This is Altidore as we had always known him, or at least the best version of his previous self. When he did not have this spiraling creator at his back, as he often did not, he almost seemed aloof, diffident, disinterested.

This is the difference after two years at TFC.

And this.

And this

What I want you to see in these – I could continue – is not necessarily anything unusual historically for strikers, but unusual for Altidore.

There are three things here. In the first video, a first touch that’d make Michelangelo weep; in the second video, a complete awareness of cloistered space; in the third video, a tactical awareness for what’s happening 30 yards behind him and an ability to use it to get in behind.

These three clips are all important because they illuminate forks in the road he had always been reticent to take. His first touch, let alone his first touch in areas on the break like that, routinely let him down. He too often wandered nomadically from the defensive line, to the point that he was often nowhere near a back shoulder when the play broke like a wave across the back. And he was too often disconnected mentally from the action outside his immediate sphere of influence.

Altidore, like every player, had (and has) his faults, but these were the most glaring. And whatever our disembodied critic would say about MLS as an agent of change, it’s clear to anyone who’s watched Altidore on a consistent basis these last two years that he has finally caught up on the minute details of the game that once eluded him. He learned. He improved. He is better; movement, awareness of game states, a propensity to avoid wandering. All these things have turned in his favor since 2015.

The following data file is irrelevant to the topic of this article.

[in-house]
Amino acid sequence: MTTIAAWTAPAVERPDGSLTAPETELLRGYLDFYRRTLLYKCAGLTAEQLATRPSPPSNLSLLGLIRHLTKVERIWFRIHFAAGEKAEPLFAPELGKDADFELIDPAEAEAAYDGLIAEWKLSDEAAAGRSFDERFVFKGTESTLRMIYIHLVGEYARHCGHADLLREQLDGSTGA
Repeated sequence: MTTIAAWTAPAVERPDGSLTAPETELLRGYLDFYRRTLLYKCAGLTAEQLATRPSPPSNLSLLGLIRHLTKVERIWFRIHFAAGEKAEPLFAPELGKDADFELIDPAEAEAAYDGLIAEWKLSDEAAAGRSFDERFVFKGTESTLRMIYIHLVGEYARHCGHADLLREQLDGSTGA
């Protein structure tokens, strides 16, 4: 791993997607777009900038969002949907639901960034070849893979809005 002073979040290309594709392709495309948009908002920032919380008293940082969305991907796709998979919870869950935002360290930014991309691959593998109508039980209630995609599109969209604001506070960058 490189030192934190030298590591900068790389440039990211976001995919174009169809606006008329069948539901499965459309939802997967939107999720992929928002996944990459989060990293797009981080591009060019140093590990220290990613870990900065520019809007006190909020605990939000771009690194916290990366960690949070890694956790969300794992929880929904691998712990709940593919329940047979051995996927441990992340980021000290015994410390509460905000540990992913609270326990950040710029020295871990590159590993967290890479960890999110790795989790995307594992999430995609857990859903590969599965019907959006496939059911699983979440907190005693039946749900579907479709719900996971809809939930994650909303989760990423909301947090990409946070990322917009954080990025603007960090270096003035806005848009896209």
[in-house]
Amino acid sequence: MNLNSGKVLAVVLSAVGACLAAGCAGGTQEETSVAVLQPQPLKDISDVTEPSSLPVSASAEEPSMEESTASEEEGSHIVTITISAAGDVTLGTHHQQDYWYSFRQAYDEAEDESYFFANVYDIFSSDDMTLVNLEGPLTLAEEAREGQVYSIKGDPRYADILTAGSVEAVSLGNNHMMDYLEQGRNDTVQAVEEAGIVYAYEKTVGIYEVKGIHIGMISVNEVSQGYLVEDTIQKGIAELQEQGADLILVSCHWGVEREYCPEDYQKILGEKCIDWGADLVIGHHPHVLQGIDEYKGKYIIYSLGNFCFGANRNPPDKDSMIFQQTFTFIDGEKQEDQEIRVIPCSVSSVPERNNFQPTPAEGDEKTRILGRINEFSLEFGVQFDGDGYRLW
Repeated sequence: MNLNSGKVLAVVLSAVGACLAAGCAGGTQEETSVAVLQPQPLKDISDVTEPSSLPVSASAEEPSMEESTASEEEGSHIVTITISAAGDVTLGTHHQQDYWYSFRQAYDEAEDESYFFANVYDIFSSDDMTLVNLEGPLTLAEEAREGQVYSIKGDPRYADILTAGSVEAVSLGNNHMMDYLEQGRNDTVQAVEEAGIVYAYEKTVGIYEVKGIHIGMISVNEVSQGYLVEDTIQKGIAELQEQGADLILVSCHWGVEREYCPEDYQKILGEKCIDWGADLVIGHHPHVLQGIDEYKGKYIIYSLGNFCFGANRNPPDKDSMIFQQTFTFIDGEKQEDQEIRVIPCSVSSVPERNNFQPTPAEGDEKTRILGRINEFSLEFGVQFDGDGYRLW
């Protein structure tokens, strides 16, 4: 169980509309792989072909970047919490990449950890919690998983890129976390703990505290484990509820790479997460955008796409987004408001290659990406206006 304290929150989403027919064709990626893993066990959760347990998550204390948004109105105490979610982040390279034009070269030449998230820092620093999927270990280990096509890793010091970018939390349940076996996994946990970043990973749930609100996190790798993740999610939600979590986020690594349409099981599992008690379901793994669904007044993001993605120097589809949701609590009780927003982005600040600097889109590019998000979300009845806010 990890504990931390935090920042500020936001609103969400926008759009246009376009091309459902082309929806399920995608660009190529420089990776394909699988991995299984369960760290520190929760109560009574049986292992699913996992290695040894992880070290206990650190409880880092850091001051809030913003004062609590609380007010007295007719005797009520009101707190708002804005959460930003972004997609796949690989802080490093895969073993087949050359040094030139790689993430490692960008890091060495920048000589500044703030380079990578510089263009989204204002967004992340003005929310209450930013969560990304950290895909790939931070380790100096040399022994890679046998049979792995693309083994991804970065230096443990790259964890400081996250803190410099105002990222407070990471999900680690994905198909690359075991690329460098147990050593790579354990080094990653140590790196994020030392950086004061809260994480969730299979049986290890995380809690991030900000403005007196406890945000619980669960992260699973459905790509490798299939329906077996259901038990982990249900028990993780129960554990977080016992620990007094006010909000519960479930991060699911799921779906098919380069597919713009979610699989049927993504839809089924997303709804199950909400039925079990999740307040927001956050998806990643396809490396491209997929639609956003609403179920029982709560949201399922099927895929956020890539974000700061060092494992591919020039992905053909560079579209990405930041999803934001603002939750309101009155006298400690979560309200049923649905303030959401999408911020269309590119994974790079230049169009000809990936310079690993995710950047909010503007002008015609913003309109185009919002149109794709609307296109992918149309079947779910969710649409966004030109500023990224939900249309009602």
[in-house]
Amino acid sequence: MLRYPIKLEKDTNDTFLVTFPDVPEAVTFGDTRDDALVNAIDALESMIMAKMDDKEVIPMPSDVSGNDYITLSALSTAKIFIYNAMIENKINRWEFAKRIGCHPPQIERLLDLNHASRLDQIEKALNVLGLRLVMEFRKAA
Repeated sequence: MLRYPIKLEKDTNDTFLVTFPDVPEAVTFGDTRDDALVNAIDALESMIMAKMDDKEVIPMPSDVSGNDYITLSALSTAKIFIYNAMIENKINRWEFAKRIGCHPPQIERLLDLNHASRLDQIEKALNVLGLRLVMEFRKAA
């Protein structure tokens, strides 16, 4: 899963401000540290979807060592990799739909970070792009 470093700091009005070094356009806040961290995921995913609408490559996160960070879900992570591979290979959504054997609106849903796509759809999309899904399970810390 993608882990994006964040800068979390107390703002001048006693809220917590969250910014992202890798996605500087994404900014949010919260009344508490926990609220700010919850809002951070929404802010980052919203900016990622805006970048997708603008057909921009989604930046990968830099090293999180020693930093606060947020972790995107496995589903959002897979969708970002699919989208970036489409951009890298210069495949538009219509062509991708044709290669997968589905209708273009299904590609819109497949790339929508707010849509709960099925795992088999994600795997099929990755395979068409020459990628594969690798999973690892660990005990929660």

This is the Altidore Bruce Arena unleashed on the Gold Cup, and if he will continue his form it is the same man who will be the No. 1 at the World Cup next year. And yet still, here we are, from 1,300 respondents.

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I don’t know that we will ever find our way out of this thicket, or whether Altidore will provide us with a black and white answer either way. The coming 12 months will probably be the tipping point one direction or the other for most. For now, my hope is that we are merely content to live in the gray and walk from the argument acknowledging that there had been neither a winner or a loser.